Long-Term Care

Physical assessment of the geriatric resident

LTC Nursing Assistant Trainer, March 22, 2012

Physical assessment of elderly individuals can present many challenges. Over time, you will become proficient in adapting the environment and modifying the examination to account for sensory changes, slower response time, acute or chronic diseases, and the resident’s need for assistance. Avoid stereotyping the resident or making assumptions about his or her mental status or physical ability. Individualize the examination to accommodate the resident’s deficits. Anticipate that the process may take longer than it would with a younger resident. If a caregiver or family member is present, privately ask the resident to state his or her wishes regarding whether this person should be asked to leave the room during the examination.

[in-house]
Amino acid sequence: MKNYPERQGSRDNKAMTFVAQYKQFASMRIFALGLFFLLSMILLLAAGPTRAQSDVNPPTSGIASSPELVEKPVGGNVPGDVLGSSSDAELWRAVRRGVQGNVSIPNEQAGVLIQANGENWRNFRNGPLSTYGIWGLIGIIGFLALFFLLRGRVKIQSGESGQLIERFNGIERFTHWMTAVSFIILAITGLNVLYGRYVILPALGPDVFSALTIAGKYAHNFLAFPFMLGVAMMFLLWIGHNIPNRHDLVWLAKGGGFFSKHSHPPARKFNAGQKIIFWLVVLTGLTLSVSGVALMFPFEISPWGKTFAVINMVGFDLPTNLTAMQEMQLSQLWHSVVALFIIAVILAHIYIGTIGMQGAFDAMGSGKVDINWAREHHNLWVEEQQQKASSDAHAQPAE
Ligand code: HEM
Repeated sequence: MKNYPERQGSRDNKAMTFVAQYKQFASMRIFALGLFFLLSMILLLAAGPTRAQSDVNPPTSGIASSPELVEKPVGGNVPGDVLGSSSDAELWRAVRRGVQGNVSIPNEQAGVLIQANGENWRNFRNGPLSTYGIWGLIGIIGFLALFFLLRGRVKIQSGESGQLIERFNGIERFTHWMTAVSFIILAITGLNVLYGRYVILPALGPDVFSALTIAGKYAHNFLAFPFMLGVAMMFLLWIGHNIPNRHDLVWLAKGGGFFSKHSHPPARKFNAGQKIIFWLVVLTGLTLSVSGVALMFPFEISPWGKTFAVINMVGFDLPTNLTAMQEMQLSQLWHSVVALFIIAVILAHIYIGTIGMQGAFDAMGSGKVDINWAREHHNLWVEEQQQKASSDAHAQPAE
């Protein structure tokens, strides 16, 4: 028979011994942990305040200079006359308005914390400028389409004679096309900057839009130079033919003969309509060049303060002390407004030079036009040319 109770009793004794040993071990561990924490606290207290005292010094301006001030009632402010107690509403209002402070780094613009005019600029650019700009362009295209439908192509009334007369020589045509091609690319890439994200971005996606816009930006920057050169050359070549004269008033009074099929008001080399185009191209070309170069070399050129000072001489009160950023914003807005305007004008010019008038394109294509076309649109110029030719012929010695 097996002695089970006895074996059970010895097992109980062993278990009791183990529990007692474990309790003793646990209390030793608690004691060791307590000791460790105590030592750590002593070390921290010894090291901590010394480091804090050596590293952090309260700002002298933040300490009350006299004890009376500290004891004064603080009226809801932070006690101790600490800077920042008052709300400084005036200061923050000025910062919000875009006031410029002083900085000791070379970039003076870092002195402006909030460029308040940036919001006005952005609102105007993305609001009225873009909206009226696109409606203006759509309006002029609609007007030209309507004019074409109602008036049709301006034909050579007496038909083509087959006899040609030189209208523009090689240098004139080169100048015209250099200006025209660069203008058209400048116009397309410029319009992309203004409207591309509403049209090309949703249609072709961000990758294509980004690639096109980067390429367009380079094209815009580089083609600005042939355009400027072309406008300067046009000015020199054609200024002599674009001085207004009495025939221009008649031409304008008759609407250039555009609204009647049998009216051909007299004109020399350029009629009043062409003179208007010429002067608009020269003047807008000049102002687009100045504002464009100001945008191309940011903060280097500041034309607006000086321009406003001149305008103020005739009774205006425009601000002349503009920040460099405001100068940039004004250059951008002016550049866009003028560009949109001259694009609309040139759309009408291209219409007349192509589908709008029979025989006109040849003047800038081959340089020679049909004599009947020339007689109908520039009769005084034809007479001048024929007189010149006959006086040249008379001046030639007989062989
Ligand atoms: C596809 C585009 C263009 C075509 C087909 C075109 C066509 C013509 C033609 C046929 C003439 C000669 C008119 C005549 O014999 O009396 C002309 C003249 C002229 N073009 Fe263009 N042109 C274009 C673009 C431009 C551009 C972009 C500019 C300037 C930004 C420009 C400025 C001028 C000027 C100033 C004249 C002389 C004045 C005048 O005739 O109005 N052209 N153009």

Consider doing the following when examining a resident:

  • Elderly persons are often very modest and uncomfortable if clothing is removed; arrange for a warm, private area
  • Provide draping for comfort and warmth
  • Position the resident in a comfortable position that he or she can maintain during the exam
  • Provide pillows, props, or other positioning aids as needed
  • Provide bright, non-glare lighting
  • Eliminate background noise
  • Warm instruments before touching the resident with them
  • Provide a chair with arms and a high seat

This is an excerpt from the HCPro book, The Long-Term Care Nursing Desk Reference, Second Edition, by Barbara Acello, MS, RN.

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